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The friendship that George and Lennie have in the novel Of Mice and Men by John Steinbeck is a relationship of inter-dependence. Each has qualities that the other one needs, and each has frailties that the other friend helps out with. For example, although Lennie is learning-challenged, he is big and strong. George is cleverer and capable, but smaller and slighter in build. The best way they can get the ranch work so vital in America's Great Depression is to sell themselves as a team. George is responsible for the travelling and the hiring - he can sell Lennie's gifts (strength, stamina etc.) Lennie provides the brawn and the muscle that ranch owners need. Through this inter-dependent relationship they have built up an eccentric friendship--but for now, it works.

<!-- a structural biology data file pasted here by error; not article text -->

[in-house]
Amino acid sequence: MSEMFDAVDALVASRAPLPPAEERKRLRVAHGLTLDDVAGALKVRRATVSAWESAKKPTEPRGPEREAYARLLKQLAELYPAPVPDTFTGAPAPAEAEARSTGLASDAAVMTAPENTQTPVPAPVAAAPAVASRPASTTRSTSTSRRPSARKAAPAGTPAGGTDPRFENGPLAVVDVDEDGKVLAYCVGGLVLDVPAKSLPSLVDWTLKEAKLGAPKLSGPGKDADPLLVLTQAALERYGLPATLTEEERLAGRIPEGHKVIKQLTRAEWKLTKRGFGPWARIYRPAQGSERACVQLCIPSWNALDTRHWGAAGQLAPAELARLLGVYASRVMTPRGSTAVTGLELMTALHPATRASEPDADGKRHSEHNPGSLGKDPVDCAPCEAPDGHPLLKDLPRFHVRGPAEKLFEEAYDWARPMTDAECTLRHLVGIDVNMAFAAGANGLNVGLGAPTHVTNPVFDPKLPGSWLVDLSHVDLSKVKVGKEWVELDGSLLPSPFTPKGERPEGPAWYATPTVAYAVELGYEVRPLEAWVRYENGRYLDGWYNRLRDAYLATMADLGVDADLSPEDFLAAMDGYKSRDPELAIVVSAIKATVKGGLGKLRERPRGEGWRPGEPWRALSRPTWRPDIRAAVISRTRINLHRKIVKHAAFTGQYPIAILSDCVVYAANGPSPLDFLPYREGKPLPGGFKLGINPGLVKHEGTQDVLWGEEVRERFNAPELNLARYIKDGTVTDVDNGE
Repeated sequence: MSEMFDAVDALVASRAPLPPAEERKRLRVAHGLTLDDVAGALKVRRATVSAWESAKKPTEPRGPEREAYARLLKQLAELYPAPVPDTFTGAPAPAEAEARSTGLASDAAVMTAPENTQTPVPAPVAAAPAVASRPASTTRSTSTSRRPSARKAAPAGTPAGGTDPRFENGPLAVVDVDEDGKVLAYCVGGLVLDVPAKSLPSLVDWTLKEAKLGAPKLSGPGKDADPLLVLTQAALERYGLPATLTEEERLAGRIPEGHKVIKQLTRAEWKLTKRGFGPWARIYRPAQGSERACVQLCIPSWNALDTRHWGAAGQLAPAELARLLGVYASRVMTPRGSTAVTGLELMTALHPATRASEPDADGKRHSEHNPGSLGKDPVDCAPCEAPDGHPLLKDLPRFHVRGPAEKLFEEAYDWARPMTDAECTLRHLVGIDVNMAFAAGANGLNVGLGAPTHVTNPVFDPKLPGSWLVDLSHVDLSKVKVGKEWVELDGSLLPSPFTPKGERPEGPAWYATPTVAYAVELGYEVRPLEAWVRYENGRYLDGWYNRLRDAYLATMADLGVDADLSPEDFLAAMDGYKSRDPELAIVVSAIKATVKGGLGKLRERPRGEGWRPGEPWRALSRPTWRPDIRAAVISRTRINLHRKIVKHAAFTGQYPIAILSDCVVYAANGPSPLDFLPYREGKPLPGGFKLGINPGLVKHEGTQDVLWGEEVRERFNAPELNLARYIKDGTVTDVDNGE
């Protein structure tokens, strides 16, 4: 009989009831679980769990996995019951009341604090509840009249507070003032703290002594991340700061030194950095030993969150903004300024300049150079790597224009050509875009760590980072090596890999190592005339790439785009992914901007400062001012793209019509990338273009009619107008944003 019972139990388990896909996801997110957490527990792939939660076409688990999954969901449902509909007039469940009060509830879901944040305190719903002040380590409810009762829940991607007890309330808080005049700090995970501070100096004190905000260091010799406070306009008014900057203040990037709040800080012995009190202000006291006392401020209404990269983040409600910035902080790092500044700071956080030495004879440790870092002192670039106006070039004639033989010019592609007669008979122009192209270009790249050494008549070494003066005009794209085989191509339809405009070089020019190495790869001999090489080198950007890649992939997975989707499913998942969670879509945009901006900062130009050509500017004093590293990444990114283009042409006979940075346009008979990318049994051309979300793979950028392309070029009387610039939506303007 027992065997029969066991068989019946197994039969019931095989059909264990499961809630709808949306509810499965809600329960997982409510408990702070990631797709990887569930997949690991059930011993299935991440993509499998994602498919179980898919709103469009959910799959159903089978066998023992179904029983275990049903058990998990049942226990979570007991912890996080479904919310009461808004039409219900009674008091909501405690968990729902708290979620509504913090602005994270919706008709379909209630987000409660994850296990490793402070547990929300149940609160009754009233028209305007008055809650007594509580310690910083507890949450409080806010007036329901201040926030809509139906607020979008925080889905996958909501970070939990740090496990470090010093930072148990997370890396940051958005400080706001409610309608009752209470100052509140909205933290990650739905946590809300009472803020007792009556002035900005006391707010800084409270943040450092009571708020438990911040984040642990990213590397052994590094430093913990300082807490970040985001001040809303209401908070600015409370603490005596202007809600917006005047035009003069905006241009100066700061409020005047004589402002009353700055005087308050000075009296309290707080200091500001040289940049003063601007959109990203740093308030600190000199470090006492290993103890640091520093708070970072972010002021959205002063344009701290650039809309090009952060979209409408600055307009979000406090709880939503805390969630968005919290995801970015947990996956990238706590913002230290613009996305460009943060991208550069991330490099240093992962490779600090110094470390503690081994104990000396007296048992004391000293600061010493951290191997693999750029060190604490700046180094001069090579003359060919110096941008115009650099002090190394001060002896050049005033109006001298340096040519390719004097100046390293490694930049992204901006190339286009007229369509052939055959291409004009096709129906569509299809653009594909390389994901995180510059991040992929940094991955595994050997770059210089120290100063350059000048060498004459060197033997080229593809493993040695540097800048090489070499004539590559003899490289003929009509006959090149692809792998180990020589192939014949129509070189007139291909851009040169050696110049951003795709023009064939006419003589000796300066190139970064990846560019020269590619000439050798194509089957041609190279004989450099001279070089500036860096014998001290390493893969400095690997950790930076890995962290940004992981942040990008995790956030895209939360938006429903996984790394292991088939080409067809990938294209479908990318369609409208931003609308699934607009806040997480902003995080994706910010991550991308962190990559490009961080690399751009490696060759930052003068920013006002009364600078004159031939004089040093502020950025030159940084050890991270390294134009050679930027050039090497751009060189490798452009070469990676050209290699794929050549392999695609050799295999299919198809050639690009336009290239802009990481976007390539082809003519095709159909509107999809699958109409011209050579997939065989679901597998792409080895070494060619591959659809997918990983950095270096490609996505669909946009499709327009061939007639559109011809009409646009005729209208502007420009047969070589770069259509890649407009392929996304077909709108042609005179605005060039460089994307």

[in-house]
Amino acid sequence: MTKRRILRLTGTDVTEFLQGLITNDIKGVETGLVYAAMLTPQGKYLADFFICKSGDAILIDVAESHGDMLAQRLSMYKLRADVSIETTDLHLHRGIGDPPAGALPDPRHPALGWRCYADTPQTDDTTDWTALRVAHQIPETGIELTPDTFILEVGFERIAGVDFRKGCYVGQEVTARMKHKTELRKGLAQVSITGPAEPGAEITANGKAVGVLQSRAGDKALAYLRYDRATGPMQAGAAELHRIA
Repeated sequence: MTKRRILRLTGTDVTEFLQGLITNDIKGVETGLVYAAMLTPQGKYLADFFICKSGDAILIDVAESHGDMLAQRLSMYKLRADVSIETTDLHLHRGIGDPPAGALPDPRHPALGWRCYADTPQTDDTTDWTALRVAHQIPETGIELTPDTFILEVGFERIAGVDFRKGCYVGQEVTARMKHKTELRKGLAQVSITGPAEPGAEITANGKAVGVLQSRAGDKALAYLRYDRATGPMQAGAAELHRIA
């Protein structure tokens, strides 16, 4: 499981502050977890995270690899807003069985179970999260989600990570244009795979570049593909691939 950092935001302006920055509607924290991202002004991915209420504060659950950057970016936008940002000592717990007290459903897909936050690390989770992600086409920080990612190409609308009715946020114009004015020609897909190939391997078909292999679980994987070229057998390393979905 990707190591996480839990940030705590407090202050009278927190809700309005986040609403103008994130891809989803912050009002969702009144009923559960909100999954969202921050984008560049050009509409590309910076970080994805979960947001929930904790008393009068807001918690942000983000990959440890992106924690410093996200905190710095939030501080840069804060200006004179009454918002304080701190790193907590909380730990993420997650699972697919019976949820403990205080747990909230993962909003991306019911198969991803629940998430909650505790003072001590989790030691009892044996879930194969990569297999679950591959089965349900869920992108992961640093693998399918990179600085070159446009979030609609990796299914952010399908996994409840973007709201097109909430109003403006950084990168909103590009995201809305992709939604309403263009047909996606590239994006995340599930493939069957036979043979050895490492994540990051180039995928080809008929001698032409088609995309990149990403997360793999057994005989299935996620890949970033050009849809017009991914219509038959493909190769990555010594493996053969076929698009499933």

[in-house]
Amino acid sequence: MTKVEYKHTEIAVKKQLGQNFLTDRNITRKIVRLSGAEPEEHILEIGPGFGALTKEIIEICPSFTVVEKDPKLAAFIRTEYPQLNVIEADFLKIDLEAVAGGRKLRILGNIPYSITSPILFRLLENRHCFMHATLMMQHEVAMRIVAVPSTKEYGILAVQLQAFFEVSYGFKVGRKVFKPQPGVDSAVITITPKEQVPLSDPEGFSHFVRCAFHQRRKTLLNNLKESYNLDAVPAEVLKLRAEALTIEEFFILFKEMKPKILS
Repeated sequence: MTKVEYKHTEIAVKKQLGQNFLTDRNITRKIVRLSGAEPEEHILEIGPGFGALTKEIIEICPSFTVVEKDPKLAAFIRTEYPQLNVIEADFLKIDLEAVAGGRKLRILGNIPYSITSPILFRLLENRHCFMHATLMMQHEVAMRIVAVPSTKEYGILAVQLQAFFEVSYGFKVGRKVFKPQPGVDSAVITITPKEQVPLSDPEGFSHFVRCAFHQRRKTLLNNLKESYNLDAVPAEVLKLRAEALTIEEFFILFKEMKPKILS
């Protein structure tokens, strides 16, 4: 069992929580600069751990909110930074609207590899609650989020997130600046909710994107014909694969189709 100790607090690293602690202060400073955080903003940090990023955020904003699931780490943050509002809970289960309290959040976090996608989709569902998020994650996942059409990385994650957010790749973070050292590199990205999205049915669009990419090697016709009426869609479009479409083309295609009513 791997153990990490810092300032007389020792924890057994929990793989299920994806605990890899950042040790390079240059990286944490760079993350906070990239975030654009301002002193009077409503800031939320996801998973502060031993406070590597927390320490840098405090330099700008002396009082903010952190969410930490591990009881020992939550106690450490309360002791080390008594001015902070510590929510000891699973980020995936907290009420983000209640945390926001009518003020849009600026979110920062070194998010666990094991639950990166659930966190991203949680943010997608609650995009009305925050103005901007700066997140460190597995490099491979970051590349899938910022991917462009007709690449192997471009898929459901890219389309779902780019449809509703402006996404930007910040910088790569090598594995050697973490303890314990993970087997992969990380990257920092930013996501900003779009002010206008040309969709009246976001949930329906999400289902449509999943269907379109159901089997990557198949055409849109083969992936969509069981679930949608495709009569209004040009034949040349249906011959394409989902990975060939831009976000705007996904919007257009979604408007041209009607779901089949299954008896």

George and Lennie have a very close but co-dependent friendship. George is the wise, thoughtful one; Lennie is the physically strong but impulsive one. George and Lennie manage to survive and thrive as long as they do because they have one another. Neither would be able to so without the other. Throughout the novel we see George looking out for and protecting Lennie. Whether it was the incident with the red dress, or the puppy, or Curly’s wife, George is always there to guide Lennie out of trouble. Likewise, it is Lennie who provides the physical power that helps to fuel the George and Lennie’s dream of owning their own farm and “livin’ off the fatta the land.”
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